Unit 13 Application of Machine Tools


Unit 13:

Application of Machine Tools


Unit code:
Y/601/1499

QCF level:
4


Credit value:
15






Aim

This unit will develop the skills and understanding needed for the safe and efficient production of components on manual machine tools.

Unit abstract

This unit introduces learners to the types of manually operated machine tools commonly used in industry and typical applications of such equipment. It introduces the theory of cutting tools, the practice of tool and work setting for production on manual machine tools and the checking of critical features and dimensions against specifications. Safe use of equipment will be a continuing theme throughout the unit.

Learning outcomes

On successful completion of this unit a learner will:

1     Understand the characteristics of a range of machine tools

2       Understand machining operations

3       Understand material removal and forming principles

4       Be able to produce components to specification using safe working practices.
Unit content



1      Understand the characteristics of a range of machine tools

Machine tools: a range of machine tools and their applications eg centre lathes, vertical and horizontal milling machines, cylindrical and surface grinders, centreless grinders, lapping, honing, planing and shaping machines, internal and external broaching machines, sawing machines, presses, sheet and tube bending machines; types of drives eg for lathes, milling machines and presses; relative motion between cutting tool and workpiece

Work holding techniques: the six degrees of freedom of a rigid body with respect to work holding and jig and fixture design eg the need for rigidity in design and build of machine tools, three and four-jaw chucks, use of centres, machine vices, worktable clamps, magnetic tables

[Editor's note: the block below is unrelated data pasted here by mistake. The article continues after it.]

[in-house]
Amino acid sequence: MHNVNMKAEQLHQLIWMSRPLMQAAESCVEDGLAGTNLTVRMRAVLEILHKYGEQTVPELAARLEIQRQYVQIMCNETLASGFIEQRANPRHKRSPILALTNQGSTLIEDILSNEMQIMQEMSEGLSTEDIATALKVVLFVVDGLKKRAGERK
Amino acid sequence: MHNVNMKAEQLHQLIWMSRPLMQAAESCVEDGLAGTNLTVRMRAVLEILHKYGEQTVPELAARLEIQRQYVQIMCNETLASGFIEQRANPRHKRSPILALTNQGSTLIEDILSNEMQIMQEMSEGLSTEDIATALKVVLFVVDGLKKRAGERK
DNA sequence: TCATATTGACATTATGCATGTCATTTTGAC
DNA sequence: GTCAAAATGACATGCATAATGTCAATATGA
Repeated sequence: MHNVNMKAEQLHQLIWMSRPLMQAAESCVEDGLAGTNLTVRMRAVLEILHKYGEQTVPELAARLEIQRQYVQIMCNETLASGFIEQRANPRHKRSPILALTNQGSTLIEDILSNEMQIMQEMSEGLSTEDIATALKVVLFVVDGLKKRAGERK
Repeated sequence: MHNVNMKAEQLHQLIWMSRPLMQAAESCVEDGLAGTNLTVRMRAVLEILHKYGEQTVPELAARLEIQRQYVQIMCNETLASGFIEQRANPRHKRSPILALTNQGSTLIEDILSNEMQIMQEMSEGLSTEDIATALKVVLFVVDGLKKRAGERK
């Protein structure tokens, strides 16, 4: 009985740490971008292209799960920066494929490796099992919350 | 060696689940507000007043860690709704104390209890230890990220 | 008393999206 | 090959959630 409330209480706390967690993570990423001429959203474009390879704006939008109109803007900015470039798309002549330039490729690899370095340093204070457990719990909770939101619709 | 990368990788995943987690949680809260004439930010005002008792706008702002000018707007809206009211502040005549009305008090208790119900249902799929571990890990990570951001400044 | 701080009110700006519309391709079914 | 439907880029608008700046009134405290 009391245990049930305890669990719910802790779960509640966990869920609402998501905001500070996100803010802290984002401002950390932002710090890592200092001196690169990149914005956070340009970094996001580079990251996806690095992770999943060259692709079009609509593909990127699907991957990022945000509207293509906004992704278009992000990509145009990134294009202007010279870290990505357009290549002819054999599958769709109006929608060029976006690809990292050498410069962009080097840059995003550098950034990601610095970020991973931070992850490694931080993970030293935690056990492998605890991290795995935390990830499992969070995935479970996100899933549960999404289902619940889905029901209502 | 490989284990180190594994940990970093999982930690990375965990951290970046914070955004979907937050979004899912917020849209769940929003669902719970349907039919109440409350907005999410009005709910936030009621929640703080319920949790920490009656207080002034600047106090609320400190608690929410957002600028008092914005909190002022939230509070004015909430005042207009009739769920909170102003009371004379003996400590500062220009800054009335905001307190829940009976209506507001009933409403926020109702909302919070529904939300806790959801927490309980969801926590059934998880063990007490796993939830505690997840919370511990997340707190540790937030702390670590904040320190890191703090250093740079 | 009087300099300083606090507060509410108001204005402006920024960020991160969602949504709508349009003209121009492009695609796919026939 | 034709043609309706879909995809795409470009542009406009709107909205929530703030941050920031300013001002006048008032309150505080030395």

Tool holding: toolposts; Morse taper shanks; Jacobs chucks; milling machine arbors; mounting and dressing of grinding wheels

2      Understand machining operations

Components and geometries: component features typically associated with lathe work, milling, sheet metal forming and broaching eg:

Lathe work:            rotational operations – diameters and face turning, taper turning,

chamfers, radii, drilled holes and internal bores, deep holes, internal and

external threads, grooving, knurling, parting off, roughing and finishing

cuts, the purpose and use of cutting fluids

Milling:                   prismatic operations – face milling, slab milling, profiles, pockets and

slots, drilling, reaming, thread tapping, thread milling, counter-boring,

counter-sinking, roughing and finishing cuts

Press work:            sheet metal forming operations – blanking, piercing, drawing, bending,

notching, cropping, use of progression tooling, finishing operations

Broaching:             internal and external – square and round holes, splines, gear teeth,

keyways, rifling and flat, round and irregular external surfaces


3      Understand material removal and forming principles

Tooling: choice and effects of tool geometries; choice of tool material; permissible depth of cut; types and consequences of tool wear; importance of clearance in press-working operations; calculation of expected tool life

Forces: theory of metal cutting; mechanics of chip formation; shearing mechanisms in press work; calculation of forces exerted on cutting/forming tool and workpiece during various operations; calculation of power required to perform specific operations; use of dynamometers and other condition monitoring/measuring equipment